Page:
<DIV></DIV>&gt; If all time is eternally present
<DIV></DIV>&gt; All time is unredeemable.
<DIV></DIV>&gt; What might have been is an abstraction
<DIV></DIV>&gt; Remaining a perpetual possibility
<DIV></DIV>&gt; Only in a world of speculation.
<DIV></DIV>&gt; What might have been and what has been
<DIV></DIV>&gt; Point to one end, which is always present.
<DIV></DIV>&gt; Footfalls echo in the memory
<DIV></DIV>&gt; Down the passage which we did not take
<DIV></DIV>&gt; Towards the door we never opened
<DIV></DIV>&gt; Into the rose-garden. My words echo
<DIV></DIV>&gt; Thus, in your mind.
<DIV></DIV>&gt; But to what purpose
<DIV></DIV>&gt; Disturbing the dust on a bowl of rose-leaves
<DIV></DIV>&gt; I do not know.
<DIV></DIV>&gt; Other echoes
<DIV></DIV>&gt; Inhabit the garden. Shall we follow?
<DIV></DIV>&gt; Quick, said the bird, find them, find them,
<DIV></DIV>&gt; Round the corner. Through the first gate,
<DIV></DIV>&gt; Into our first world, shall we follow
<DIV></DIV>&gt; The deception of the thrush? Into our first world.
<DIV></DIV>&gt; There they were, dignified, invisible,
<DIV></DIV>&gt; Moving without pressure, over the leaves,
<DIV></DIV>&gt; In the autumn heat, through the vibrant air,
<DIV></DIV>&gt; And the bird called, in response to
<DIV></DIV>&gt; The unheard music hidden in the shrubbery,
<DIV></DIV>&gt; And the unseen eyebeam crossed, for the roses
<DIV></DIV>&gt; Had the look of flowers that are looked at.
<DIV></DIV>&gt; There they were as our guests, accepted and accepting.
<DIV></DIV>&gt; So we moved, and they, in a formal pattern,
<DIV></DIV>&gt; Along the empty alley, into the box circle,
<DIV></DIV>&gt; To look down into the drained pool.
<DIV></DIV>&gt; Dry the pool, dry concrete, brown edged,
<DIV></DIV>&gt; And the pool was filled with water out of sunlight,
<DIV></DIV>&gt; And the lotos rose, quietly, quietly,
<DIV></DIV>&gt; The surface glittered out of heart of light,
<DIV></DIV>&gt; And they were behind us, reflected in the pool.
<DIV></DIV>&gt; Then a cloud passed, and the pool was empty.
<DIV></DIV>&gt; Go, said the bird, for the leaves were full of children,
<DIV></DIV>&gt; Hidden excitedly, containing laughter.
<DIV></DIV>&gt; Go, go, go, said the bird: human kind
<DIV></DIV>&gt; Cannot bear very much reality.
<DIV></DIV>&gt; Time past and time future
<DIV></DIV>&gt; What might have been and what has been
<DIV></DIV>&gt; Point to one end, which is always present.
<DIV></DIV>&gt;
<DIV></DIV>&gt;
<DIV></DIV>&gt; EAST COKER
<DIV></DIV>&gt;
<DIV></DIV>&gt; I
<DIV></DIV>&gt;
<DIV></DIV>&gt; In my beginning is my end. In succession
<DIV></DIV>&gt; Houses rise and fall, crumble, are extended,
<DIV></DIV>&gt; Are removed, destroyed, restored, or in their place
<DIV></DIV>&gt; Is an open field, or a factory, or a by-pass.
<DIV></DIV>&gt; Old stone to new building, old timber to new fires,
<DIV></DIV>&gt; Old fires to ashes, and ashes to the earth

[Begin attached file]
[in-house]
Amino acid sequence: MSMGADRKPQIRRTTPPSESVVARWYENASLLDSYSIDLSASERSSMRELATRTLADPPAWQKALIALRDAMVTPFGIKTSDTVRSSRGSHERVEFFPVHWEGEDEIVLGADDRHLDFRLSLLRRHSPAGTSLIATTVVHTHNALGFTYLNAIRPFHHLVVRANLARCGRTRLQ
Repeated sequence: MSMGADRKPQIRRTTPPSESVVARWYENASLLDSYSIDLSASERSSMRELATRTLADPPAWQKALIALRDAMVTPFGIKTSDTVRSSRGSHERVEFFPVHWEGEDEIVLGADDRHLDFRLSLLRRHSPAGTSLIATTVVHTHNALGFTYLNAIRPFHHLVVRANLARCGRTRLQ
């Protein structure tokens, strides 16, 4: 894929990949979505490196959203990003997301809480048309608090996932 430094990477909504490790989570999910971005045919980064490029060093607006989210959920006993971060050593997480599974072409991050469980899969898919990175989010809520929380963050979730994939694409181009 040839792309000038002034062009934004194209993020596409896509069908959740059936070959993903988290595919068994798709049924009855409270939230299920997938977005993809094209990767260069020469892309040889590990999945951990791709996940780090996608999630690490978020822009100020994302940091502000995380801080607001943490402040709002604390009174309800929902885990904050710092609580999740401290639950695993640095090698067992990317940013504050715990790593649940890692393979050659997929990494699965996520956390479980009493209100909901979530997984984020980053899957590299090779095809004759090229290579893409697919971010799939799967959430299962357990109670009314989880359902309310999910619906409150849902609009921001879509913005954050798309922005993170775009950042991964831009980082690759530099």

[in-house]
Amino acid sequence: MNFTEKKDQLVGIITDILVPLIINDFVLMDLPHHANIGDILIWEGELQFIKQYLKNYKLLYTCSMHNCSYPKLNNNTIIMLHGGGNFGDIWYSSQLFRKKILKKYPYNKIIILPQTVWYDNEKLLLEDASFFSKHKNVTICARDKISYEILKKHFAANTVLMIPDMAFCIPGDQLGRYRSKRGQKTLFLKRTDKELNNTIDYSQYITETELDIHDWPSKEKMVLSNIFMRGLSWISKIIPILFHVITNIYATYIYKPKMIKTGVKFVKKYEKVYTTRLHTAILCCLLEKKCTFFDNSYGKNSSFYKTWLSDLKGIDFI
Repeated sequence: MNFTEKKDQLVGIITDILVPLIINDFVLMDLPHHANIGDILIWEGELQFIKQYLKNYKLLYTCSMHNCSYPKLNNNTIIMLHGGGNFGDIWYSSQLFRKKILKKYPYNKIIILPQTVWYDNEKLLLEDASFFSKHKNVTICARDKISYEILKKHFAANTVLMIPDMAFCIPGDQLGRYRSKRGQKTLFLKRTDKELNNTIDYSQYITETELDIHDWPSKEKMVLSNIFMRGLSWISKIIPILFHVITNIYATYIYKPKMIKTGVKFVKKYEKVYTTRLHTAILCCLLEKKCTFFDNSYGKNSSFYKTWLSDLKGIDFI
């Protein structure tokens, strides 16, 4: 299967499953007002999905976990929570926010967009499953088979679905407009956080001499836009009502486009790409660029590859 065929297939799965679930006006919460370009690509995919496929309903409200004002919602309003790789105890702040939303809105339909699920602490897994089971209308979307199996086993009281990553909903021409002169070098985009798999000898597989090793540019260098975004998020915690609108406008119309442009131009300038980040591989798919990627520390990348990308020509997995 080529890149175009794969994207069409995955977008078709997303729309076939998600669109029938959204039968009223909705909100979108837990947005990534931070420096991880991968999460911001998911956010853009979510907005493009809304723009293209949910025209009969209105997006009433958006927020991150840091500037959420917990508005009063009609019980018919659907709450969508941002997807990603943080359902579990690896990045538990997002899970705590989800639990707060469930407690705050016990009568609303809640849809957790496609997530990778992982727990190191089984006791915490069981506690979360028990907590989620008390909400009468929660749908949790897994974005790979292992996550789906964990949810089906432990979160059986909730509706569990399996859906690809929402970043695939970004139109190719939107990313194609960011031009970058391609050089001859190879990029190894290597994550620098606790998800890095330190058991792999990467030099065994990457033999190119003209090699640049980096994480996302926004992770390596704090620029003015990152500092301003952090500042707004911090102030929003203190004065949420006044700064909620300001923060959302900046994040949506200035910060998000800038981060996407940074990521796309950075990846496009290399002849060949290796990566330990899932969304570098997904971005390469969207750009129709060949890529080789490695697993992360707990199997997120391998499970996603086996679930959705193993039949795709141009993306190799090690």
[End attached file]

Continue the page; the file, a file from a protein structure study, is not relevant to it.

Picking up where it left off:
<DIV></DIV>&gt; Which is already flesh, fur and faeces,
<DIV></DIV>&gt; Bone of man and beast, cornstalk and leaf.
<DIV></DIV>&gt; Houses live and die: there is a time for building
<DIV></DIV>&gt; And a time for living and for generation
<DIV></DIV>&gt; And a time for the wind to break the loosened pane
<DIV></DIV>&gt; And to shake the wainscot where the field-mouse trots
<DIV></DIV>&gt; And to shake the tattered arras woven with a silent motto.
<DIV></DIV>&gt;
<DIV></DIV>&gt; In my beginning is my end. Now the light falls
<DIV></DIV>&gt; Across the open field, leaving the deep lane
<DIV></DIV>&gt; Shuttered with branches, dark in the afternoon,
<DIV></DIV>&gt; Where you lean against a bank while a van passes,
<DIV></DIV>&gt; And the deep lane insists on the direction
<DIV></DIV>&gt; Into the village, in the electric heat
<DIV></DIV>&gt; Hypnotised. In a warm haze the sultry light
<DIV></DIV>&gt; Is absorbed, not refracted, by grey stone.
<DIV></DIV>&gt; The dahlias sleep in the empty silence.
<DIV></DIV>&gt; Wait for the early owl.
<DIV></DIV>&gt;
<DIV></DIV>&gt; In that open field
<DIV></DIV>&gt; If you do not come too close, if you do not come too close,
<DIV></DIV>&gt; On a summer midnight, you can hear the music
<DIV></DIV>&gt; Of the weak pipe and the little drum
<DIV></DIV>&gt; And see them dancing around the bonfire
<DIV></DIV>&gt; The association of man and woman
<DIV></DIV>&gt; In daunsinge, signifying matrimonieE&gt; A dignified and commodiois sacrament.
<DIV></DIV>&gt; Two and two, necessarye coniunction,
<DIV></DIV>&gt; Holding eche other by the hand or the arm
<DIV></DIV>&gt; Whiche betokeneth concorde. Round and round the fire
<DIV></DIV>&gt; Leaping through the flames, or joined in circles,
<DIV></DIV>&gt; Rustically solemn or in rustic laughter
<DIV></DIV>&gt; Lifting heavy feet in clumsy shoes,
<DIV></DIV>&gt; Earth feet, loam feet, lifted in country mirth
<DIV></DIV>&gt; Mirth of those long since under earth
<DIV></DIV>&gt; Nourishing the corn. Keeping time,
<DIV></DIV>&gt; Keeping the rhythm in their dancing
<DIV></DIV>&gt; As in their living in the living seasons
<DIV></DIV>&gt; The time of the seasons and the constellations
<DIV></DIV>&gt; The time of milking and the time of harvest
<DIV></DIV>&gt; The time of the coupling of man and woman
<DIV></DIV>&gt; And that of beasts. Feet rising and falling.
<DIV></DIV>&gt; Eating and drinking. Dung and .